Watch out Shiraz, there might just be a new wine rock star in town!
Tempranillo – pronounced “temp-rah-nee-yo”
Wine lovers are flocking to this new variety, attracted by its easy drinking style and its ability to match very well with a wide range of foods.
Vignerons are certainly excited about it too. In terms of plantings, it’s one of the fastest growing varieties around. Worldwide increases in plantings of Tempranillo are outstripping all other wine grape varieties. With over 500,000 acres planted across wine regions globally, it’s now the fourth most-planted wine grape in the world.
But who is this new kid on the block you ask? Well, in fact, Tempranillo is not so new after all.
The Spanish have been enjoying this variety for the last 2000 years. Proof of wine in ancient Spain was discovered in 1972, when archaeologists unearthed a mosaic of the wine god Bacchus at Baños de Valdearados in north-central Spain. It’s highly likely that the wine shown in the mosaic was Tempranillo because it has been cultivated in Spain since 800 BC.
So, maybe not new to Spain but certainly for us Australians, it’s a relative new-comer to the wine scene.
In terms of style, there’s a lot to love about this wine and there’s a lot to explore too. The style can vary quite a bit – depending upon where the grapes are grown and how the winemaker chooses to use the influence of oak on the wine.
Spanish Tempranillo delivers contrasting flavours of leather and cherries. The better or more expensive the wine, the more balance there is between earth and fruit. The finish is typically smooth and lingers with firm tannin structure. Tempranillo wines from New World regions such as Australia Argentina and the United States, generally offer more fruit flavours like black cherry and blueberries, supported by more blocky tannins and less earthy notes. Tempranillo can be characterized as either a medium or medium to full-bodied depending upon the tannin profile. If you’ve never tried Tempranillo before, you may find it has a similar taste profile to both Sangiovese and Cabernet Sauvignon.
If you’re buying Spanish Tempranillo, it’s helpful to understand the labelling requirements and how they affect the flavour. Those wines which are intended to be consumed while they are young, are referred to as being the Joven style. The Spanish term Crianza refers to aged wines. In very good years Spanish wineries make a Reserva intended for extended ageing.
There are 4 legal aging terms that are listed on most bottles of Spanish wine.
Vin Joven: Rarely aged in oak, Vin Jovens are released young and meant to be consumed right away. These are uncommon outside of Spain.
Crianza: These reds require 2 years of aging, with 6 months in oak. Traditionally, producers use American oak, which is much stronger than other types of oak (such as French oak).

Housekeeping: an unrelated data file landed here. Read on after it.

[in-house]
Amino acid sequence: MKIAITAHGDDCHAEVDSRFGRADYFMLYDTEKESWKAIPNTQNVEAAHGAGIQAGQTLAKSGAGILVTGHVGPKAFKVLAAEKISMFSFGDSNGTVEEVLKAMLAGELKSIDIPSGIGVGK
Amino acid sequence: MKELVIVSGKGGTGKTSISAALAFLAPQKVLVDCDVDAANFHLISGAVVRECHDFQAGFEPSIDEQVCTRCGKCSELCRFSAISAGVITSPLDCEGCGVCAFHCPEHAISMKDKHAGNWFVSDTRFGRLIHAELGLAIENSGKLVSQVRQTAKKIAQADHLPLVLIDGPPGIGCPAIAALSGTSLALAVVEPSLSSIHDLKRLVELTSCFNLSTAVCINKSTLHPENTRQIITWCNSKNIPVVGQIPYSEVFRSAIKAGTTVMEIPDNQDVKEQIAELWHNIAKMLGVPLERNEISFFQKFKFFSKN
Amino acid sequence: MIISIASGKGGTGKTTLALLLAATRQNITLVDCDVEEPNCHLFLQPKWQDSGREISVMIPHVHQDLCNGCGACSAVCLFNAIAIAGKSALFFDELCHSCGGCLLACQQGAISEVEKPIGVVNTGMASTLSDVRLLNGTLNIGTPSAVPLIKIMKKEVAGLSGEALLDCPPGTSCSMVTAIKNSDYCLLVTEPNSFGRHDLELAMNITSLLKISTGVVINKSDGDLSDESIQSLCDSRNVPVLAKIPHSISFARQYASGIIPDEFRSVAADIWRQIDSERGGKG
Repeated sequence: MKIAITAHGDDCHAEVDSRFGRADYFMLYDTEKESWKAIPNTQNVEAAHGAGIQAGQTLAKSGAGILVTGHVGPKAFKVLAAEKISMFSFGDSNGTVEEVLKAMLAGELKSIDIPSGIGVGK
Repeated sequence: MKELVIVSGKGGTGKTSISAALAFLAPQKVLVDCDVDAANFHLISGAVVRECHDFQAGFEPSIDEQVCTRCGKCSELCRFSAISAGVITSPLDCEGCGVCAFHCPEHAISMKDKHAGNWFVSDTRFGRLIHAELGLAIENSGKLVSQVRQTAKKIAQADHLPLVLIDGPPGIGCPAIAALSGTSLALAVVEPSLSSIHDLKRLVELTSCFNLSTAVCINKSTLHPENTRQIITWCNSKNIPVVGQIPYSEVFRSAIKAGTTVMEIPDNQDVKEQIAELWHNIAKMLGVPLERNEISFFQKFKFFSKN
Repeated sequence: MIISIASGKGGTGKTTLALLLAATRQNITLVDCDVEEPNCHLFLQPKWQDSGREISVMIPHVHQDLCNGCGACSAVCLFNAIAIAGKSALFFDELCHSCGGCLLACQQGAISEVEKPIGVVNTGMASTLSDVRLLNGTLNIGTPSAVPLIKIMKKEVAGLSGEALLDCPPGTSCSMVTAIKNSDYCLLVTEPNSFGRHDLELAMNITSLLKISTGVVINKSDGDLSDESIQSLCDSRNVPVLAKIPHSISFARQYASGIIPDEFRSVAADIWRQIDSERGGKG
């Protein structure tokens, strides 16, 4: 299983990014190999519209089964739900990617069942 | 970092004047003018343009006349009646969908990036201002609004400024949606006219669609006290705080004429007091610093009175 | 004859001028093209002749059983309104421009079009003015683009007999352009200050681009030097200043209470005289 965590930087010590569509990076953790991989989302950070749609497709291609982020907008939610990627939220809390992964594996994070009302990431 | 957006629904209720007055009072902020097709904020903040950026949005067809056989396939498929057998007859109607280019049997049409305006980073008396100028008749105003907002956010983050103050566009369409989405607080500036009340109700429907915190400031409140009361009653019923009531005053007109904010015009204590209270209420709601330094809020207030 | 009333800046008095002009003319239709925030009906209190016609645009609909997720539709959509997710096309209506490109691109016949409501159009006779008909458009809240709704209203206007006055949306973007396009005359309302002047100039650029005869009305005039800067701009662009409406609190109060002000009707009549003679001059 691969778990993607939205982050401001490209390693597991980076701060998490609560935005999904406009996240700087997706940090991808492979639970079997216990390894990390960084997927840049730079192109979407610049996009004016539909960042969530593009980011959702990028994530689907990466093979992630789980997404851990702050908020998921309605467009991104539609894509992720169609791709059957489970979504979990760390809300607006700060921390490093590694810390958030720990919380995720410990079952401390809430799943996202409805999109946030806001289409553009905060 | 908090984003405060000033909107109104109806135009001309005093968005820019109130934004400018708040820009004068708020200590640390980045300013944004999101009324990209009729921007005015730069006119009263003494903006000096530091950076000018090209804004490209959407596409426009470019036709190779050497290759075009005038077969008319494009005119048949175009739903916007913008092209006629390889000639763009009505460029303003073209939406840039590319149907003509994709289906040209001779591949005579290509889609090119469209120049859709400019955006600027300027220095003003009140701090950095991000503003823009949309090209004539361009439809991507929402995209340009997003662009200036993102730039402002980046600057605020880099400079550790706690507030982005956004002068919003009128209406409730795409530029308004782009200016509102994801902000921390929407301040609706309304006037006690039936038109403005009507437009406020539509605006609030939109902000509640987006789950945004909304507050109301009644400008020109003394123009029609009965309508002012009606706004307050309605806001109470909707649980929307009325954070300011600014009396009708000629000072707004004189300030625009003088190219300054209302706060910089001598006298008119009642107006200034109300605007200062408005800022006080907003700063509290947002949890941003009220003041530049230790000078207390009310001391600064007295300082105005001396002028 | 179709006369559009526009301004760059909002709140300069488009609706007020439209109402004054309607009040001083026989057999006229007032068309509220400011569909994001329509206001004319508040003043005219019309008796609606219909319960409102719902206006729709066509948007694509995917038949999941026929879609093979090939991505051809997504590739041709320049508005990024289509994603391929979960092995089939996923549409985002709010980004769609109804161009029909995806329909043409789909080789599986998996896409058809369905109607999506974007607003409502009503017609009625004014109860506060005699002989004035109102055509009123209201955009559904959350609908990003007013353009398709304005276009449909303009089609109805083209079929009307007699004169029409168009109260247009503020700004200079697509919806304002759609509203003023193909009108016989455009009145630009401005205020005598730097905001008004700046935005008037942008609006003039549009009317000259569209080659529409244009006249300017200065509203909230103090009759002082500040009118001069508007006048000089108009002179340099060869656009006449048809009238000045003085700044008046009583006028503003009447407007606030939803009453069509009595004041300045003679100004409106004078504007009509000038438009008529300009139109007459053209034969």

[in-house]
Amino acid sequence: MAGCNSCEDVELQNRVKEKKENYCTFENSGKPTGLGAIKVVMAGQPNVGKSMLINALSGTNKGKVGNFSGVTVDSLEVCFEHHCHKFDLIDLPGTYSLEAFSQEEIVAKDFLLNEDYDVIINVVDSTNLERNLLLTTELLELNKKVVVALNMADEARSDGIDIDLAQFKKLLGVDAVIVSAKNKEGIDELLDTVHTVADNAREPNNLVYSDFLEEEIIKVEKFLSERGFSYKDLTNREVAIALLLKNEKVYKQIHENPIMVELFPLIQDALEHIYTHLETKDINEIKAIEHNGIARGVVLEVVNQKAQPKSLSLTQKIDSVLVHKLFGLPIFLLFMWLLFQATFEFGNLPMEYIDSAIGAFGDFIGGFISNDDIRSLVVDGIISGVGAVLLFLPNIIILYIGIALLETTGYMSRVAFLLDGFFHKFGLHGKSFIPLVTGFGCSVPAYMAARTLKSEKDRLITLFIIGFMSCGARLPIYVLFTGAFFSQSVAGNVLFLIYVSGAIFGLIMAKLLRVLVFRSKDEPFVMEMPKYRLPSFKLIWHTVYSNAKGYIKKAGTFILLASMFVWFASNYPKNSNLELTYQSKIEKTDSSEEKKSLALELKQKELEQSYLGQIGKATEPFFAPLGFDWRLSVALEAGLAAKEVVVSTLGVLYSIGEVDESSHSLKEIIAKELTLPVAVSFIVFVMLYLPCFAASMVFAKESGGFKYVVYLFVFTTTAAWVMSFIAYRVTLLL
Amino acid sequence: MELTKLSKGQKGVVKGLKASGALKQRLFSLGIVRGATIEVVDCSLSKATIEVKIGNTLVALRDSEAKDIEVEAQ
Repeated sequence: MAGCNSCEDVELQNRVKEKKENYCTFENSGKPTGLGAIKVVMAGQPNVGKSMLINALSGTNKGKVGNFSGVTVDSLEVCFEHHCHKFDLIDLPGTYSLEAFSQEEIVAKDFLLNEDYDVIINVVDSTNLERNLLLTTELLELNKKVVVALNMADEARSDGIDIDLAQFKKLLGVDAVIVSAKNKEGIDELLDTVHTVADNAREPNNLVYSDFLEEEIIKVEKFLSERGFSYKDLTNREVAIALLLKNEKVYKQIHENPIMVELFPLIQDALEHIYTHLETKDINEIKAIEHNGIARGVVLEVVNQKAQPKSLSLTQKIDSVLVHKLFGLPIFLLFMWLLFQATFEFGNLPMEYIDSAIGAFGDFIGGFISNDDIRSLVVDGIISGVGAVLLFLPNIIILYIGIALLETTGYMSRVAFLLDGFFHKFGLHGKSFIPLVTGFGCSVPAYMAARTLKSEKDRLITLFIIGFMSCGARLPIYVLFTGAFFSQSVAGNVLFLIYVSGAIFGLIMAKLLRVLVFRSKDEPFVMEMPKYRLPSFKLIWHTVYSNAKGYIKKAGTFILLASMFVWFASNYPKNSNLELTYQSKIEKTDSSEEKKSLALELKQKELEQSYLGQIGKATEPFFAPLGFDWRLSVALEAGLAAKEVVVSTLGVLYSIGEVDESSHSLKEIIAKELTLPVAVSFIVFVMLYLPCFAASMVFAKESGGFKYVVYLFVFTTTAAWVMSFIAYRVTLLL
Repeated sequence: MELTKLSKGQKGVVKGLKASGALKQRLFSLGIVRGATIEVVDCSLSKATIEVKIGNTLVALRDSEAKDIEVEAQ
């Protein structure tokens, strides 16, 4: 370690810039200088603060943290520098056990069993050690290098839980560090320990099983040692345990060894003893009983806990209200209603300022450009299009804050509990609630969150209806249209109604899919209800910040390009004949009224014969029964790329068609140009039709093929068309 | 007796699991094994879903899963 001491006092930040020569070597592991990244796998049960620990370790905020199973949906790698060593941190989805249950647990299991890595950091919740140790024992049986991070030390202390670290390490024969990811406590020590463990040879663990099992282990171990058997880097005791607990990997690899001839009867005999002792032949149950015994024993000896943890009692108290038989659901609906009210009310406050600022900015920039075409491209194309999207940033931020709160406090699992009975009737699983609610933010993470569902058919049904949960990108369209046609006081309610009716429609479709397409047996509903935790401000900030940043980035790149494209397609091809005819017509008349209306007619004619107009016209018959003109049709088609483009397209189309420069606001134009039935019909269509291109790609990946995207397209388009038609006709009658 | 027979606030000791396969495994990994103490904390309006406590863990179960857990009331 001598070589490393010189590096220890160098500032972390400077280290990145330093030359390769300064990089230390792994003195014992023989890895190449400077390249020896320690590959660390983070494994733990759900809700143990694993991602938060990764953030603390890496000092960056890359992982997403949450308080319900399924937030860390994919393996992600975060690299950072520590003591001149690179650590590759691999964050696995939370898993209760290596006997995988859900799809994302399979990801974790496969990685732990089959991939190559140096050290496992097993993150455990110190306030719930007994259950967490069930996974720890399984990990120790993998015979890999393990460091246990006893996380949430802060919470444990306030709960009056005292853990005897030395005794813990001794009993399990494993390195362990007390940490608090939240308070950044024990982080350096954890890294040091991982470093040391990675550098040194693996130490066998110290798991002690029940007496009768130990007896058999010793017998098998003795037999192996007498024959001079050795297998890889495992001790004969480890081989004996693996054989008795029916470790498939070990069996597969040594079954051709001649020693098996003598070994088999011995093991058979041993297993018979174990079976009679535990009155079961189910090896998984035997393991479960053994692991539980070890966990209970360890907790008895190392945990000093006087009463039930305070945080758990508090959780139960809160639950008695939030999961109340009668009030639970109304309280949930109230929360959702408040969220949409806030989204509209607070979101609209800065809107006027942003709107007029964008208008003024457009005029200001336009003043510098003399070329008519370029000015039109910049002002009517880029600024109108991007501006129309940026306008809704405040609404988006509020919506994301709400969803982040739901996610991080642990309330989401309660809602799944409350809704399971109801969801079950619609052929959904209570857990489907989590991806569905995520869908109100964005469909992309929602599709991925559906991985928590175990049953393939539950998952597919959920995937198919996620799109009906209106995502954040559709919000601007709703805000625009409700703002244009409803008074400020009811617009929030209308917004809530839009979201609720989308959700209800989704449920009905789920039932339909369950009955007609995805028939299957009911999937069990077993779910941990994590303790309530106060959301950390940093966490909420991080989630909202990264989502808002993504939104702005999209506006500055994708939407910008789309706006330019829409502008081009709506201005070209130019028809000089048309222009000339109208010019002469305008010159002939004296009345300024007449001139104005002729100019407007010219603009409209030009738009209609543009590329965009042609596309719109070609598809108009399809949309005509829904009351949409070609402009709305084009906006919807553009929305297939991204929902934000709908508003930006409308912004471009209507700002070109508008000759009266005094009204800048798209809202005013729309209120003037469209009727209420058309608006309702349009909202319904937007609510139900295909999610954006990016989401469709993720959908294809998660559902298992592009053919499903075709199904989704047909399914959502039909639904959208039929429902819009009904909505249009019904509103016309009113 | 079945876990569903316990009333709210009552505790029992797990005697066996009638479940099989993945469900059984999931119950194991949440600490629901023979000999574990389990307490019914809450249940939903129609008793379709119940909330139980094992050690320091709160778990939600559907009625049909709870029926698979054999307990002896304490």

Reserva: These are reds that are aged 3 years, with 1 year in oak. These wines are a big step up in quality and have rich, round flavors because of the minimum oak requirement.
Gran Reserva: Reserved for wines from phenomenal vintages and aged a minimum of 5 years before release with 18 months of oak aging, most producers will do 20-30 months in barrel to create the outstanding flavour.
You should expect to spend around $AUD32 for a decent Rioja Crianza.
In Australia, no such labelling laws apply and winemakers will typically age the wines in oak for a period of anywhere between 5 and 12 months or even longer, depending upon the style they are going for. Most winemakers prefer to use American oak as its ‘forthright’ nature works well with the robust fruit flavours in Tempranillo. The latest release from Taylors, The Taylors Estate Tempranillo 2017 packs a big flavour punch for only $19 per bottle and is a worthy follow on from the trophy winning 2016 vintage.
The obvious food pairing with Tempranillo wine is to go with Spanish style dishes. A lighter bodied Tempranillo would go well with tapas, those delightful little snack plates of olives, marinated mushrooms, Chorizo sausage or even BBQ prawns. The Spanish also love Jamon, a dry cured ham. You’ll find hanging hams proudly on display in many bars in Spain and there’s always a ham on hand in a special rack ready to be carved for a snack to accompany a glass of Tempranillo.
Sheep farming is a major industry in the Rioja and the Ribera del Duero regions. Hence grilled and especially roast lamb are local specialties, as well as the ideal accompaniment to Tempranillo. Sheep milk cheeses, roast stuffed peppers and vegetable casseroles would also be enhanced by a glass or two of this fine wines.
Overall, Tempranillo pairs well with all types of food because of its savoury qualities. Try it with Lasagne, pizza and dishes with tomato-based sauces. Or Barbecue grilled-meats, smoky dishes, polenta, and dishes with corn as a major ingredient. It also works really well with Mexican food such as tacos, nachos & burritos.
So, with all that going for it, you can see why Tempranillo is so tempting and perhaps why Shiraz could well be feeling nervous.
Want to know what the 100 most drinkable South Australian wines are? Taylors Estate 2017 Tempranillo has taken out 2nd spot!
The team of Hot 100 Wines 2017/18 judges blind tasted nearly 1400 different wines as part of this year’s competition. Check out the full list of Hot 100 Wines South Australia by The Adelaide Review.
The Hot 100 Wines is a celebration of South Australian wine, and the culture and context within which it is enjoyed. Each year, they set out to find the most drinkable wine from South Australia. The team of judges are asked to evaluate each wine against categories of style and for their drinkability. The hundred most drinkable are recognised in the Hot 100 Wines magazine, and the top 10 become the hot wines of the season! Check out the complete list of Hot 100 Wines for 2017-18.